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Contesting a Citation

Your Rights

As a defendant you have the following constitutional and statutory rights:

  • To be informed of the charges against you in open court.
  • To be represented by a lawyer.

(a) In infraction matters, you are not entitled to a court appointed lawyer, however you may hire your own lawyer.

(b) In misdemeanor matters, you may hire your own lawyer or if you cannot afford a lawyer, the court may appoint one for you at no initial cost. (However, the court may order reimbursement of costs according to your ability to pay.)

  • To a speedy and public trial within 45 days of arraignment, or a court trial in infraction cases
  • To confront and cross-examine the witnesses against you.
  • To put on a defense and as part of that defense to testify in your own behalf and to obtain a document (a subpoena) to compel witnesses to appear without expense to you. Click here for more information regarding subpoenas 
  • To remain silent and not to be called as a witness during your own court proceeding.
  • To a court or jury trial in misdemeanor cases.
  • To appeal if you are found guilty at a trial, provided you file your notice of appeal within 30 days and follow other court rules. [link to Appeal Instructions TR150]

Pleading Not Guilty

If you plead not guilty, you are telling the Court you want to contest the charge(s) against you. A contested trial will be scheduled within 45 days. You may waive your right to a speedy trial and have it scheduled within a reasonable amount of time.

While many individuals with a good record may be released on their promise to appear, the court may require bail to be posted to secure appearance at trial, particularly if you have previous failures to appear or pay.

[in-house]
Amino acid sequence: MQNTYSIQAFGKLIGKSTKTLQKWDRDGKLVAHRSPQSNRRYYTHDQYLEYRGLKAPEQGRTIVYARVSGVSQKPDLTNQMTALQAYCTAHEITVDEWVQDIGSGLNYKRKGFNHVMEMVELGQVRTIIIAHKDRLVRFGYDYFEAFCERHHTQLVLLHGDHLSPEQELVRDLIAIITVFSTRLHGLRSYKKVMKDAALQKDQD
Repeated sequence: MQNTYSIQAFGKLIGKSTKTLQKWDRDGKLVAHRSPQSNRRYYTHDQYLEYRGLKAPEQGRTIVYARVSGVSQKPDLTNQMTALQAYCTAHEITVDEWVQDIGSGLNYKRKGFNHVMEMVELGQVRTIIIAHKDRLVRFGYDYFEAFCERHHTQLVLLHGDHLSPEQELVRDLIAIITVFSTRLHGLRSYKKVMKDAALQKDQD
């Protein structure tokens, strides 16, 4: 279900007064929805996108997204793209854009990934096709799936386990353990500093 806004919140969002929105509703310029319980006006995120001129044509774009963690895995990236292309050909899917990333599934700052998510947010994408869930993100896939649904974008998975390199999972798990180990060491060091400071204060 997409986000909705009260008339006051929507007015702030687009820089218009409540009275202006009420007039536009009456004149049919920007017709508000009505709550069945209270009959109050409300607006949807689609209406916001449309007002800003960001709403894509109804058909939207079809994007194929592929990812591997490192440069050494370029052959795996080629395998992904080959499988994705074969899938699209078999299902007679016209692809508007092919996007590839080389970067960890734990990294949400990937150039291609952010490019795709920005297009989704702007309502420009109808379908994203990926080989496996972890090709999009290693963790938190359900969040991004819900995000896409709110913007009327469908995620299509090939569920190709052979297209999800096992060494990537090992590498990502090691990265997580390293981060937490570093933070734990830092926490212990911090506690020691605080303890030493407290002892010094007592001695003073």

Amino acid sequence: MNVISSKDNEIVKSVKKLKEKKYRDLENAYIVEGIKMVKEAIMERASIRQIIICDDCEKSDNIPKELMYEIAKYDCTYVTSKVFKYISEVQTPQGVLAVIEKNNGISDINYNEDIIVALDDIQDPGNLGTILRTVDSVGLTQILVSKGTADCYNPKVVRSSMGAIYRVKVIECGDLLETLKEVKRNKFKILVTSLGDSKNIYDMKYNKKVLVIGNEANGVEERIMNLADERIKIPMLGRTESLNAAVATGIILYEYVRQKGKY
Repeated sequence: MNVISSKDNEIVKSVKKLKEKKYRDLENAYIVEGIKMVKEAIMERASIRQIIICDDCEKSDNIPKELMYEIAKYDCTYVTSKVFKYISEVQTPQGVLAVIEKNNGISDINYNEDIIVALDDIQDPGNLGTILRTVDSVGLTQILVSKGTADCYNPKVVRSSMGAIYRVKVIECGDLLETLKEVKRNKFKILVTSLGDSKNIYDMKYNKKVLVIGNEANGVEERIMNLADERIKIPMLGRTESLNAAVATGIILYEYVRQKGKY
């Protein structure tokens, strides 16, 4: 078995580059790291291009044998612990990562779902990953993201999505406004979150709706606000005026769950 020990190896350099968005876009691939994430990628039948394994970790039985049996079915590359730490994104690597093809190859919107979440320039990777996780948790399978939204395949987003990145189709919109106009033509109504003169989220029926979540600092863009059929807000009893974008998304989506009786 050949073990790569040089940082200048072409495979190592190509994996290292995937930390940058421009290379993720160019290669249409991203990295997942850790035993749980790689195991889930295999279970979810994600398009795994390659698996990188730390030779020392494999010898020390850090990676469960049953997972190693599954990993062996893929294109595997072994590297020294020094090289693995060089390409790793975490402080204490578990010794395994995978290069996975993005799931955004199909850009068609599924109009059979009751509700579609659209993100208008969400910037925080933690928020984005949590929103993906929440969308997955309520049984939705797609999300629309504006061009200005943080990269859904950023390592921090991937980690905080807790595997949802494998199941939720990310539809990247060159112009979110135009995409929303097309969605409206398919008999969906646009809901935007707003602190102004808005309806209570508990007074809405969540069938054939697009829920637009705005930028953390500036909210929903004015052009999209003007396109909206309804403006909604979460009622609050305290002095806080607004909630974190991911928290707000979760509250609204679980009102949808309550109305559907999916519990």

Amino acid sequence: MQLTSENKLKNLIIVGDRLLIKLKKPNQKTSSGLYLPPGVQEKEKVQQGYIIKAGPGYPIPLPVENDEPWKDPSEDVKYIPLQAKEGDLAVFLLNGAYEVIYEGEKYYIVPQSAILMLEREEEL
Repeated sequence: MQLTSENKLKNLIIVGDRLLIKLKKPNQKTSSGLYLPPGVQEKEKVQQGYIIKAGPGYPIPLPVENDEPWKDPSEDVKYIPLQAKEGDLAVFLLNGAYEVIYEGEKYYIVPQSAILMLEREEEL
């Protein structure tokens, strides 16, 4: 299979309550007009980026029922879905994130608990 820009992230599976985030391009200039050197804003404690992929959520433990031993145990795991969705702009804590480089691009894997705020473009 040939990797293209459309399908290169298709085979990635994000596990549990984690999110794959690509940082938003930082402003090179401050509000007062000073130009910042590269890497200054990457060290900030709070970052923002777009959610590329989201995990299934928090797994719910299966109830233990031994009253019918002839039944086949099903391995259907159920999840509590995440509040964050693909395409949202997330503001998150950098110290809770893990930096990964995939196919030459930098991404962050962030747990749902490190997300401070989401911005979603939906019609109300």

At your trial, the officer who issued the citation will testify as a witness. If there are other witnesses, they may also be called to testify.

At the trial you may question (cross-examine) the witnesses. You may testify yourself and / or call witnesses to testify.

After the evidence is presented the judge may rule immediately whether you are guilty or not guilty or the case may be taken under submission before deciding. If the case is taken under submission, you will be notified of the ruling by mail or you may choose to return to court.

If you are found not guilty, that is the end of the case. If you are found guilty, the judge will determine how much the fine will be. The fine may be more or less than the bail originally quoted in your case depending on the facts which were presented. If your driving record shows previous convictions, the fine may increase substantially and your driver's license may be suspended for up to 6 months.

Trials

Trial by Written Declaration – This option is for infraction violations only and does not require a personal appearance. You may request a Trial by Written Declaration which requires you to post bail in lieu of your appearance.

Instructions and forms for a Trial by Written Declaration may be obtained on our forms page, by mail, or in person. Submit the Trial by Written Declaration form with any facts or evidence you wish to have considered. A written statement will be requested from the citing officer(s). A judicial officer will review your case and you will be notified by mail of the decision